Offers of help have been streaming in from abroad in the wake of the massive earthquake and tsunami that wiped whole towns off the map in the northeast.

Day by day, international rescue teams have been arriving in the country. So far, hundreds of rescuers have arrived from South Korea, Singapore, China, the U.S., Germany, Switzerland, Britain, France, Australia, New Zealand, the United Nations, Russia, Taiwan and Mexico.

A 12-member team from Mongolia was set to arrive at Narita International Airport later Tuesday.

U.S. President Barack Obama said Monday morning in Washington that he was “heartbroken by the images of devastation in Japan” and reiterated the strong U.S. commitment to providing assistance.

But explosions at a nuclear plant in Fukushima Prefecture may affect rescuers’ activities. A team from Mexico that was heading north after arriving Monday turned back because of the explosions and was in Tokyo on Tuesday, the Foreign Ministry’s Mexico, Central America and Caribbean Division said.

Meanwhile, 102 countries and regions, as well as 14 international organizations, had offered their support as of Tuesday afternoon. Most recently, nations including Afghanistan, Rwanda and Gabon expressed their intention to send assistance.

Bodies such as the Palestinian Authority, Asia Development Bank and the International Atomic Energy Agency also had pledged support.

“I want to reiterate America’s support for the people of Japan, who are some of our closest friends and allies,” Obama said before a speech at a school in Virginia.

“And I’ve said directly to the prime minister of Japan, Prime Minister (Naoto) Kan, that the United States will continue to offer any assistance we can as Japan recovers from multiple disasters, and we will stand with the people of Japan in the difficult days ahead.”

Late Monday afternoon, Kan spoke with Russian President Dmitry Medvedev who said his government “was prepared to cooperate not only in the form of humanitarian aid but also in energy supply.”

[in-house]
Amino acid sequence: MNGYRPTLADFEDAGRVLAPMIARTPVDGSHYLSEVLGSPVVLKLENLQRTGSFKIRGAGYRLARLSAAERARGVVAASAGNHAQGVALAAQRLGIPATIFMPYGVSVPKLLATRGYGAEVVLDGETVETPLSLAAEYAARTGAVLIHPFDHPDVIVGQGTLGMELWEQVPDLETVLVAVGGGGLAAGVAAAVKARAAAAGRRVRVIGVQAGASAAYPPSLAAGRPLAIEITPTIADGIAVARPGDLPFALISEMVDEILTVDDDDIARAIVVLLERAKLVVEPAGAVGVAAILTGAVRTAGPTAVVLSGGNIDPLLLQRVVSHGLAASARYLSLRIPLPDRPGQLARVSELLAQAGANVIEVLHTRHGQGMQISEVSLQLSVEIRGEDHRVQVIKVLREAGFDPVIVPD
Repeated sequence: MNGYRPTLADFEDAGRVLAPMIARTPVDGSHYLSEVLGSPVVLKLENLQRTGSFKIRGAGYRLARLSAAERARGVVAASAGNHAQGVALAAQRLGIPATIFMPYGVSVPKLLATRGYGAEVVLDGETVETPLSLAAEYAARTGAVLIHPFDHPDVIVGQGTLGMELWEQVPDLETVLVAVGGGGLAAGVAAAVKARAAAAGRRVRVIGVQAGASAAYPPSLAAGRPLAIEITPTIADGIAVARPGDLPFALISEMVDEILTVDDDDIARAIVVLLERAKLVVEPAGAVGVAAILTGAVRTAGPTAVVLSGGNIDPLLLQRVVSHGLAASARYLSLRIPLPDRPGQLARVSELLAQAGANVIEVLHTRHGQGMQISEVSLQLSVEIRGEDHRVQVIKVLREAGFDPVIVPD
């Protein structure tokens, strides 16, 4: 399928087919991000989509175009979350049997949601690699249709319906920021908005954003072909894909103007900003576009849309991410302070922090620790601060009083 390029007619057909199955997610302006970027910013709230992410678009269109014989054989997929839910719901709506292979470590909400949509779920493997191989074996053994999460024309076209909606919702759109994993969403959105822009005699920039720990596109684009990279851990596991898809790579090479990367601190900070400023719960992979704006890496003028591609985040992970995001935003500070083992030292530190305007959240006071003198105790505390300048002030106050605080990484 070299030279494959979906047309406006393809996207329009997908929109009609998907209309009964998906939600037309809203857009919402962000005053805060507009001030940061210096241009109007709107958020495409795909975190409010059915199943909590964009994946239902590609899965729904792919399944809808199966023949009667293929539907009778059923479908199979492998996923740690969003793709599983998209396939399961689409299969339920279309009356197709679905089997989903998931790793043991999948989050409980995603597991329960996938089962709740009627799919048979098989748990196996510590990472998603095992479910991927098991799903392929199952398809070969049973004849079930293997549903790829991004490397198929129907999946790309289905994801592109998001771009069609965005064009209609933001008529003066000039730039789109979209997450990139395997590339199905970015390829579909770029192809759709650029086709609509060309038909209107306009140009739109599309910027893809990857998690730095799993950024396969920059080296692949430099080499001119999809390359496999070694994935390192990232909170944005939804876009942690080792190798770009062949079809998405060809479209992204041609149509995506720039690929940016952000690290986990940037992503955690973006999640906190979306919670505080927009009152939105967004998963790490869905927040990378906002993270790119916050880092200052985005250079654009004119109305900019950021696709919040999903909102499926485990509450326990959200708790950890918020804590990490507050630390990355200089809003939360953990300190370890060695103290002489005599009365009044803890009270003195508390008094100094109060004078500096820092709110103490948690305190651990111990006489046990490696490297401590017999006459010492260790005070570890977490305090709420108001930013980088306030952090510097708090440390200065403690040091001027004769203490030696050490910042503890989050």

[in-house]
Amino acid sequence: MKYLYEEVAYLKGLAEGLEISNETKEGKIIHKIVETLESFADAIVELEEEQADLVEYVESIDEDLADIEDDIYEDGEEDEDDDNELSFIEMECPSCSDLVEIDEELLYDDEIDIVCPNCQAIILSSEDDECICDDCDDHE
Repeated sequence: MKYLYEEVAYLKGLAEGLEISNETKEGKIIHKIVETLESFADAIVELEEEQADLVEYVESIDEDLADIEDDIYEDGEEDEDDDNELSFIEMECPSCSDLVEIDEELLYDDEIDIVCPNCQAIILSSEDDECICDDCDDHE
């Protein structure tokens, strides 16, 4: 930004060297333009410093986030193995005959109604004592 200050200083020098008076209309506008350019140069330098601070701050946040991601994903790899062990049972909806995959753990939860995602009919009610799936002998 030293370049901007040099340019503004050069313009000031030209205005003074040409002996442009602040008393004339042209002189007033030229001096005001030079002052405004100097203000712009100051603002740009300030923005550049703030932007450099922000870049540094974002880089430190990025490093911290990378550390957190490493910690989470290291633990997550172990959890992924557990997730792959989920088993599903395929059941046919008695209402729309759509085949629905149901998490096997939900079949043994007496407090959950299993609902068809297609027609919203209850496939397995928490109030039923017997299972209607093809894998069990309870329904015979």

According to the Foreign Ministry, Kan also spoke by telephone with New Zealand Prime Minister John Key, whose country suffered its own devastating earthquake late last month in Christchurch, where some Japanese nationals remain missing. Key said his government was prepared to give additional assistance and that Japan should not hesitate to ask.

“All the people of New Zealand are shocked and distressed by the earthquake in Japan, which occurred soon after the earthquake in Christchurch,” Key was quoted as saying. “Japan’s severe situation may continue for several weeks or months. However, I believe that under the leadership of Prime Minister Kan the people of Japan will take a strong step to put this tragedy behind and proceed to a path toward the reconstruction.”

The government has repeatedly expressed gratitude to the international community and has said it is sorting out the situation in the disaster area and is accepting help as needed.

“We are truly grateful for the support that so many countries have offered at a time of what can be called a national crisis for Japan,” Chief Cabinet Secretary Yukio Edano said earlier in the week. “In order to make use of everyone’s support and good will . . . we are trying to sort out the reports (on the situation in the disaster areas) and are asking for their support.”

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